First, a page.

Latvia’s got personality: Synthesizer maker Ģirts Ozoliņš

With their rich choral traditions, Latvians know a think or two about making music. One Riga entrepreneur is leading the world with dynamic electronic sounds.

Sporting a leather jacket and a punkish hairdo, Ģirts Ozoliņš doesn’t look like your typical business mogul. But with echoes of Hewlett-Packard’s legendary beginnings in a Californian garage, this laid-back Latvian is the author of another remarkable, out-of-nowhere success story.

Ģirts’ began his road to the top by soldering together modules for synthesizers in his bedroom. Less than a decade later, his Riga-based firm Erica Synths has become one of the world’s most admired makers of electronic music equipment, supplying gear to Depeche Mode, The Chemical Brothers and other stars.

“In quite a short time we’ve done some big things in a global context,” says Ģirts. “Our instruments look good, they’re technically well made, they sound great and are a joy to play.”

Ģirts’ late-Soviet-era childhood in the Kurzeme village of Dunalka was about as far from Silicon Valley as it gets. But his thirst for innovation was still impressive. At age 12, he found a book on amateur radio technology in the school library and started soldering antennas on the schoolhouse roof. He later became a physics teacher and made an electronic constructor kit to get his son interested in science. One suspects the kid didn’t get much time with this toy, as Ģirts found ways to produce musical sounds with it, then started putting together components from global manufacturers, and eventually discovered that people would pay money for his stuff.

Erica Synths synthesizer

Together with three partners, he founded Erica Synths in 2015 to further develop synthesizer modules. By combining digital technology with old-school, analogue push buttons and switches, they produce a unique sound. And combined with interfaces that make them a joy to play, they have received rave reviews.

“Of course, how it sounds is subjective,” says Ģirts. “But the famous Hollywood composer Hans Zimmer uses two eurorack producers – us and a British firm. And he says he hears the difference! And if he thinks our instruments sound great, then we have to take his word for it!”

According to Ģirts, the firm is increasingly focussing on stand-alone synthesizers rather than separate modules, since mixing bits and pieces from different manufacturers doesn’t provide the full experience that Erics Synths can give. The firm is currently testing an innovative drum machine called “Pērkons” (meaning “thunder” in Latvian), which recently won a prize as the best new instrument at a prestigious trade show in Berlin.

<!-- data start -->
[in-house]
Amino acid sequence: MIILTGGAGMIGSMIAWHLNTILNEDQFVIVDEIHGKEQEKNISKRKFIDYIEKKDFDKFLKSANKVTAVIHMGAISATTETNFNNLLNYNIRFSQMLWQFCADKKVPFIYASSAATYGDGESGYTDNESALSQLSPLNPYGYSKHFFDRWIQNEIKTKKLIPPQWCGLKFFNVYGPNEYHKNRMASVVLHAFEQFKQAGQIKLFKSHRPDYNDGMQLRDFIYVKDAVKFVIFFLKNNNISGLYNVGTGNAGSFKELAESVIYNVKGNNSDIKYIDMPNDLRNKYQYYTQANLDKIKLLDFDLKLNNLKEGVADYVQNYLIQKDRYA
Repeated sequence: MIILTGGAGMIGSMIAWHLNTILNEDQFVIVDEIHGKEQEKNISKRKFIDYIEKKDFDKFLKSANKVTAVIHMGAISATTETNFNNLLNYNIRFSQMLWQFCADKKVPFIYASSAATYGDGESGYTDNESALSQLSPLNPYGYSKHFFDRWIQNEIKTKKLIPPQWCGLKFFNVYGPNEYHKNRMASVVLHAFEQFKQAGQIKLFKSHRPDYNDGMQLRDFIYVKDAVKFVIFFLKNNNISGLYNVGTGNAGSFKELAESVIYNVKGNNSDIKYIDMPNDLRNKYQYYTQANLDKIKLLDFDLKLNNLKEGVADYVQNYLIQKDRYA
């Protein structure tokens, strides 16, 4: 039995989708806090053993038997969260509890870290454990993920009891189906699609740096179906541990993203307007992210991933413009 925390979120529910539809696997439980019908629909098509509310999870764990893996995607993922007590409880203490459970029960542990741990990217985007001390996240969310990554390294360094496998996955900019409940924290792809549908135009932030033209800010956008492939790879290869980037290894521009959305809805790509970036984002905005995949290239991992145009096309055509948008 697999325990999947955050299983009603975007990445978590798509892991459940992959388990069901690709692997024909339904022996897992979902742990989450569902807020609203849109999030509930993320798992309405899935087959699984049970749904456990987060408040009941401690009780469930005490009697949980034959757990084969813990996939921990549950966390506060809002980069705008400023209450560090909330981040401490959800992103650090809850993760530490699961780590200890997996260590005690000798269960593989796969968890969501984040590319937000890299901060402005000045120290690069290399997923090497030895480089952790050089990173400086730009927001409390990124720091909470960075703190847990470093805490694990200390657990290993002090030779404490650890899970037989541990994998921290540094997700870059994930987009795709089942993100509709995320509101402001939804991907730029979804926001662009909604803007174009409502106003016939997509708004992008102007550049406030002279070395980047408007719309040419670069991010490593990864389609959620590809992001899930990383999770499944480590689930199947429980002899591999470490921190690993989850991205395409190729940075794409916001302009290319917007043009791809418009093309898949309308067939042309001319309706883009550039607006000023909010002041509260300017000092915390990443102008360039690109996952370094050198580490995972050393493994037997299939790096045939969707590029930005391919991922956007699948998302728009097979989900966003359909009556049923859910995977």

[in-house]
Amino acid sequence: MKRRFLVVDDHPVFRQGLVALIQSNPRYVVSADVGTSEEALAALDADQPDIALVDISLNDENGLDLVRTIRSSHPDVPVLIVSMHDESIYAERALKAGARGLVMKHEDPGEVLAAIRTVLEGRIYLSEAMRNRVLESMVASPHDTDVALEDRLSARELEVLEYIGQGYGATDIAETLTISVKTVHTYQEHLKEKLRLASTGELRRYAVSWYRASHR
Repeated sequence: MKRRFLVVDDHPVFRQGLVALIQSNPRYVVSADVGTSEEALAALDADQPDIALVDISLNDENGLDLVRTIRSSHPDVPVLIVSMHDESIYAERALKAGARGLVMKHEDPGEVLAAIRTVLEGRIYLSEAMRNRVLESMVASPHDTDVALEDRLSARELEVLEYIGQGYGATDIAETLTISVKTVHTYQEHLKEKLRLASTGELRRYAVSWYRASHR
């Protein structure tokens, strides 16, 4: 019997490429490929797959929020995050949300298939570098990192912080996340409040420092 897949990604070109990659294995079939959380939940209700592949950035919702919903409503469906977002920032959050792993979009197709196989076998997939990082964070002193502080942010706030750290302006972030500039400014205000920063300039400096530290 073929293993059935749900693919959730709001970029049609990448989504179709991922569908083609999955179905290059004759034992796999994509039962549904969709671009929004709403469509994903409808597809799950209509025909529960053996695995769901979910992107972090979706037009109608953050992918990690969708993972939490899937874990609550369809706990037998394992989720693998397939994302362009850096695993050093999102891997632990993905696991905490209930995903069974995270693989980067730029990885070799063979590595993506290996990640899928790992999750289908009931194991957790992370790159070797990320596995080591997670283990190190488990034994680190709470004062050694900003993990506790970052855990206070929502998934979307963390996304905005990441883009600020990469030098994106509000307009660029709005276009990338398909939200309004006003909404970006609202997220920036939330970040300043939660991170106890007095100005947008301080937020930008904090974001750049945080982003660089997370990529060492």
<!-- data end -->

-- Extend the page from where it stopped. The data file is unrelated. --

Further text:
“Musicians who know something about drum machines immediately recognise that this is something special,” says Ģirts.

While 99% of Erica Synths’ products are exported, they are entirely made in Latvia. The eight-person team designs the instruments and builds prototypes in-house, then outsources manufacturing of both the electronics and plastic casings to factories in Rīga and Daugavpils. Ģirts believes Latvian electronics makers established in recent decades are world-class, and German, Dutch and Belgian music equipment makers have followed Erica Synths’ example by shifting production from China to Latvia.

“So we’ve indirectly helped to boost Latvia’s exports,” says Ģirts.

Erica Synths 'Perkons' drum machine

The company has no plans to leave Latvia, but it is in the process of moving its Rīga office. Its old base in the Adrejosta district, a spawling, rundown port area turned hipsterish arts quarter, is slated for redevelopment. At new, custom-built headquarters on the other side of the Daugava River, the firm will continue its tradition of holding residencies where musicians and composers create new works on the latest equipment, and provide a video studio.

“It’s one thing to export instruments, but we also want to support creative culture here in Riga, and electronic music is an important part of that,” says Ģirts.

While some of his colleagues are award-winning musicians, Ģirts admits he just dabbles in playing. But there’s one hobby they all share. Pointing to a bunch of motorcycle helmets on the wall, Ģirts says that all new members of staff are obliged to get a motorbike rider’s license. And there’s a garage on site to park their rides.

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